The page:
Mesa Child Support Enforcement Lawyers

Child support is not just the practice of providing children with economic assistance; it should also involve parents meeting their moral and ethical obligation to support their child’s emotional and psychological needs. However, on this page we do look at the financial aspect of child support and outline what happens when a parent refuses to meet this demand.

Enforcing Child Support Payments

Once a parent has been court ordered to make child support payments, he/she has a legal obligation to obey. Failure to do this will trigger one of the many enforcement tactics available in the state of Arizona.

The Child Support Enforcement Program (CSE) was set up in 1975 and is part of the Social Security Act. When parents meet their child support payments, it reduces taxpayers’ burden and various studies have shown that parents who are financially invested in their children tend to be more active in other areas.

Although there are a host of enforcement options, things get serious when parents reach a limit in terms of how far they are behind on their payments. In this case, a warrant for their arrest gets issued and their photo appears on the Arizona Department of Economic Security (DES) website’s ‘Wanted’ list. You can avail of the DES’s Child Support Evader Program if the debtor:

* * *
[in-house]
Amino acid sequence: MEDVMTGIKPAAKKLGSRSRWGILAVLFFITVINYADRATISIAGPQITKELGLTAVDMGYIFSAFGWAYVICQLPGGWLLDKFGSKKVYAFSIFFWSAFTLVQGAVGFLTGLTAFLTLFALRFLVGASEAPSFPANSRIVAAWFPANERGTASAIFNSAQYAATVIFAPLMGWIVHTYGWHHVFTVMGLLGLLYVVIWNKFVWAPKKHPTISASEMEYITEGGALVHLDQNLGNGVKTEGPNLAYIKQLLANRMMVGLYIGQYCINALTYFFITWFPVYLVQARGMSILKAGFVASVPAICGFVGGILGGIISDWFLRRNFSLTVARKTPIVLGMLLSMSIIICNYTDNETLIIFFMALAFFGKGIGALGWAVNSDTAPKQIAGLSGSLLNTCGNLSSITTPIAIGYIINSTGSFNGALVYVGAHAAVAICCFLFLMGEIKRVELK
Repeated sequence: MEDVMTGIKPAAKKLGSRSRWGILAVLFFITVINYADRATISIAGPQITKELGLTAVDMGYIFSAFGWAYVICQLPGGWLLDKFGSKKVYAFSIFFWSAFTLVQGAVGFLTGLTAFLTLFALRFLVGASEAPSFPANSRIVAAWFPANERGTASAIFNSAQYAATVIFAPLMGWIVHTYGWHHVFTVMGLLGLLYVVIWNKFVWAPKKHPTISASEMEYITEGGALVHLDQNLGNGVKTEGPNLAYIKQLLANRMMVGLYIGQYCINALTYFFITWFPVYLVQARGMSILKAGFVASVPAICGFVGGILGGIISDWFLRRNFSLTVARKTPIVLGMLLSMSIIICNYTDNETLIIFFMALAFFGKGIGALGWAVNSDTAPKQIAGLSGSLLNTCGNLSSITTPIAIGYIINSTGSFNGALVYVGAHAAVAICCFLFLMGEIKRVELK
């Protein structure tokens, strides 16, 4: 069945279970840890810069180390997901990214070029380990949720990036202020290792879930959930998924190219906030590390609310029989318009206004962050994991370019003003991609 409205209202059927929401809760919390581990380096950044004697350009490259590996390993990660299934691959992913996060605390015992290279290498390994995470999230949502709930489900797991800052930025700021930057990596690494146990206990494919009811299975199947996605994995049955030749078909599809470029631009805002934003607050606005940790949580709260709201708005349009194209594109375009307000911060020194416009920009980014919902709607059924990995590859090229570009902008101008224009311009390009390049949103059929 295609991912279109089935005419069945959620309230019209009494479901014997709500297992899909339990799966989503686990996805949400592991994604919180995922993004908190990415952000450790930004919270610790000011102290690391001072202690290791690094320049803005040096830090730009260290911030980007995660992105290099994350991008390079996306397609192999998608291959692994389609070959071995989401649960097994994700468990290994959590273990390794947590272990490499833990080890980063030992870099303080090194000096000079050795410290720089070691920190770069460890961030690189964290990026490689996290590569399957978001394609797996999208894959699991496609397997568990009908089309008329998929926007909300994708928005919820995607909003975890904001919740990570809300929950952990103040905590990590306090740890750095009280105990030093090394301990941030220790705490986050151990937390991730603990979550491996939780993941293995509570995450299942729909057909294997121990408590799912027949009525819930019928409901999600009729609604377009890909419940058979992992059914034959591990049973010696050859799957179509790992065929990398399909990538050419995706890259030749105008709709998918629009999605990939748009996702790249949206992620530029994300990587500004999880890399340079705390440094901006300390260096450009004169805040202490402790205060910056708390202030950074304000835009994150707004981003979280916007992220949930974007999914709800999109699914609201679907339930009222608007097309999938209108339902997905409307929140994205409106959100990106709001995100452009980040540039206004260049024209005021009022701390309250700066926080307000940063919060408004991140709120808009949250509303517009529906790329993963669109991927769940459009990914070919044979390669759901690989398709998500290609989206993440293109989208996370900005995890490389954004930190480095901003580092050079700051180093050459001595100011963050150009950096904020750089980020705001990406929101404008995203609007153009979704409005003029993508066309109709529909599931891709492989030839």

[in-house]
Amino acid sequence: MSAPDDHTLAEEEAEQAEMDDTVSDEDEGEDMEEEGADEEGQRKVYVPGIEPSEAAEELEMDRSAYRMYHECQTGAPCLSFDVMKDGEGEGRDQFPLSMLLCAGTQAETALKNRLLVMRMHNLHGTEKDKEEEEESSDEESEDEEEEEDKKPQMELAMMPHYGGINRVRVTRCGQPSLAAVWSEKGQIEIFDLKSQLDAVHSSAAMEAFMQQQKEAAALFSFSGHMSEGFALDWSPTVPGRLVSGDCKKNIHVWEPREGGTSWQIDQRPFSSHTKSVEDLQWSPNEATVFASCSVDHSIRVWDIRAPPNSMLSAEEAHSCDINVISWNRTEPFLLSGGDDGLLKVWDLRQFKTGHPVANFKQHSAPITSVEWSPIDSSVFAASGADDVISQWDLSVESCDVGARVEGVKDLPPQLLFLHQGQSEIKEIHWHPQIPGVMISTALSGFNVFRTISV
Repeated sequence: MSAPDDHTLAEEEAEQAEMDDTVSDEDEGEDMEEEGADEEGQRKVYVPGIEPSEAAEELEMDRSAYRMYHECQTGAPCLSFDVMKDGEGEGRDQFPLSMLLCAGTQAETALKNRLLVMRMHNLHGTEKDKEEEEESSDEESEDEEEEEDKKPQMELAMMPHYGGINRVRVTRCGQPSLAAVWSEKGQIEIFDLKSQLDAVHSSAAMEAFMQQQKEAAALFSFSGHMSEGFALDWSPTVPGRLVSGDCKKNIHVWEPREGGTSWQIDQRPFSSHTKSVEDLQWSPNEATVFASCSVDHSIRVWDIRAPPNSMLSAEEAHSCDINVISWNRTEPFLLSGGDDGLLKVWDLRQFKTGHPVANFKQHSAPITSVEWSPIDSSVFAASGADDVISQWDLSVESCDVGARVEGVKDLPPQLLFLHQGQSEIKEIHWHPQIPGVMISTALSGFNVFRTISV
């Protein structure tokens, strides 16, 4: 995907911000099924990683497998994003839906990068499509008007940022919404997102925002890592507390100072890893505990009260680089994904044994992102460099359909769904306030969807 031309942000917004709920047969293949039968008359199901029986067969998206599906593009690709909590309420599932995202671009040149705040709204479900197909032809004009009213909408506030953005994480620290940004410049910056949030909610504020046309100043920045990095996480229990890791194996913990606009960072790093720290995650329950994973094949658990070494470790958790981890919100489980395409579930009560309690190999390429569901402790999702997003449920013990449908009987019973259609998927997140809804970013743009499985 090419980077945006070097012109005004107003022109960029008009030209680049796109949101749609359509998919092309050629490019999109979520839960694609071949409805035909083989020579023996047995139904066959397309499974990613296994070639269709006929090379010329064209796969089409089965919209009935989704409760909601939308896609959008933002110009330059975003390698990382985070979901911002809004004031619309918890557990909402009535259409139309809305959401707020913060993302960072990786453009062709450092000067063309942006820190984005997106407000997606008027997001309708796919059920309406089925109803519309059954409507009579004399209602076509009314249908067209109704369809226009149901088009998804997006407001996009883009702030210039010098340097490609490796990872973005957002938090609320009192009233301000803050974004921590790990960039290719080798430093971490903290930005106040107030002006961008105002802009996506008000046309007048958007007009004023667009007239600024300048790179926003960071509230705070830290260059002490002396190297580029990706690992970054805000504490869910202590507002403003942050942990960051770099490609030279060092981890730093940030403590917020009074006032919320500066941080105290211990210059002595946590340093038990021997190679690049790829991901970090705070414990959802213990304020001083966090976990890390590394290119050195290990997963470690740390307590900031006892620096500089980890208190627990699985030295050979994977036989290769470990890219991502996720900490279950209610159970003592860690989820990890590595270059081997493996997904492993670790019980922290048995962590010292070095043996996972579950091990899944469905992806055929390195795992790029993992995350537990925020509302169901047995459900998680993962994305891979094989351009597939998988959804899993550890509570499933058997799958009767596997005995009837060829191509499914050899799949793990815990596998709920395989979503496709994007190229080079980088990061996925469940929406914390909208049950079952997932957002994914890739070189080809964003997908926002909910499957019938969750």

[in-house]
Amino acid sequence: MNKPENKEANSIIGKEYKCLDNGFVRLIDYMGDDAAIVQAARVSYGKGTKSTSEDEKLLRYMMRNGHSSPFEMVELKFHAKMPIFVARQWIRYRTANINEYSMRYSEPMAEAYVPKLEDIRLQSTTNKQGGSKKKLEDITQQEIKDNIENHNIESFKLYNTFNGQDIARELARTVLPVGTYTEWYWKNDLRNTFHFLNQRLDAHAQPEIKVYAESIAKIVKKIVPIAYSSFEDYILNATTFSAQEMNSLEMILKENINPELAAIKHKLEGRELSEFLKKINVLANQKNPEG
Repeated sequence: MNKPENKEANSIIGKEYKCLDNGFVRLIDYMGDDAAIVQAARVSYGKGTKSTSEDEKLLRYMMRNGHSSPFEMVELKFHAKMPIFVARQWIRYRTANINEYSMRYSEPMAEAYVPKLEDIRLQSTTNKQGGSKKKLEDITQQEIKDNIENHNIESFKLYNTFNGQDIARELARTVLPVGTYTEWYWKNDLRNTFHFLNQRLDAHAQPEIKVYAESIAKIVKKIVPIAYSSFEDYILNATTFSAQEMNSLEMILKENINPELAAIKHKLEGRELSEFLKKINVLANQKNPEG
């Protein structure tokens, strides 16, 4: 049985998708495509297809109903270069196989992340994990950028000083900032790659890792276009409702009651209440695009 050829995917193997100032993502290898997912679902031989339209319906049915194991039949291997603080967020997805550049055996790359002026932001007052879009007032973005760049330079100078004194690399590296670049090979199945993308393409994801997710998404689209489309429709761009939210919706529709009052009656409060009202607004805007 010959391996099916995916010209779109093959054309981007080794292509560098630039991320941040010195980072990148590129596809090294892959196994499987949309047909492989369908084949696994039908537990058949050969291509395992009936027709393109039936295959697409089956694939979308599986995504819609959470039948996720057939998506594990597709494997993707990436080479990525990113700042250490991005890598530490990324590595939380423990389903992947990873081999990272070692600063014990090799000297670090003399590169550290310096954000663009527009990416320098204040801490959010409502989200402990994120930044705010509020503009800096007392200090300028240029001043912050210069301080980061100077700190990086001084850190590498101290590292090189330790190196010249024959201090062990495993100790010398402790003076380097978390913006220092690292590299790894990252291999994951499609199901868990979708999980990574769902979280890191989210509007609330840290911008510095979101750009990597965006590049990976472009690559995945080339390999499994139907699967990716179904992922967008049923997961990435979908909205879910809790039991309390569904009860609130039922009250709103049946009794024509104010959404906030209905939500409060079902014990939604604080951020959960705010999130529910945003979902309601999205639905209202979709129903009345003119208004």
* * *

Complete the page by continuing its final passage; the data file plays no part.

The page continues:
• Is at an unknown location.
  • Owes more than $5,000.
  • Has failed to make payments in 6 months.
  • Has an arrest warrant issued for him/her.

How Can You Get Your Child Support Enforced?

Arizona parents have an impressive array of options when it comes to enforcing child support, and we take a look at all of them in this article.

Wage Garnishment

This is an order from a court or government agency that is sent to your employer. This order ensures the employer must withhold the specified amount of money from your paycheck, and the cash is sent directly to the creditor. Continue Reading…

Lien on Personal Property

If you owe child support, it is possible for someone to place a lien on your property. This is an act that alerts people to the fact there are claims against you for money. Typically, a lien is filed in the same office where the property is recorded or registered. Continue Reading…

Lottery Prize Intercept

If you owe past due child support and win more than $600 in the lottery, the amount you owe can be subtracted from the winnings and given to the custodial parent as child support. If you are in this situation, expect to receive a letter that explains the Child Support Program’s intention to take the money. Continue Reading…

Asset Seizure

The child support office may be able to take from you assets such as money in the bank, stocks, and bonds in order to ensure the child support payments are made. This is especially the case if you are already delinquent. Continue Reading…

Arizona Division of Child Support Services (DCSS) Child Support Evader Program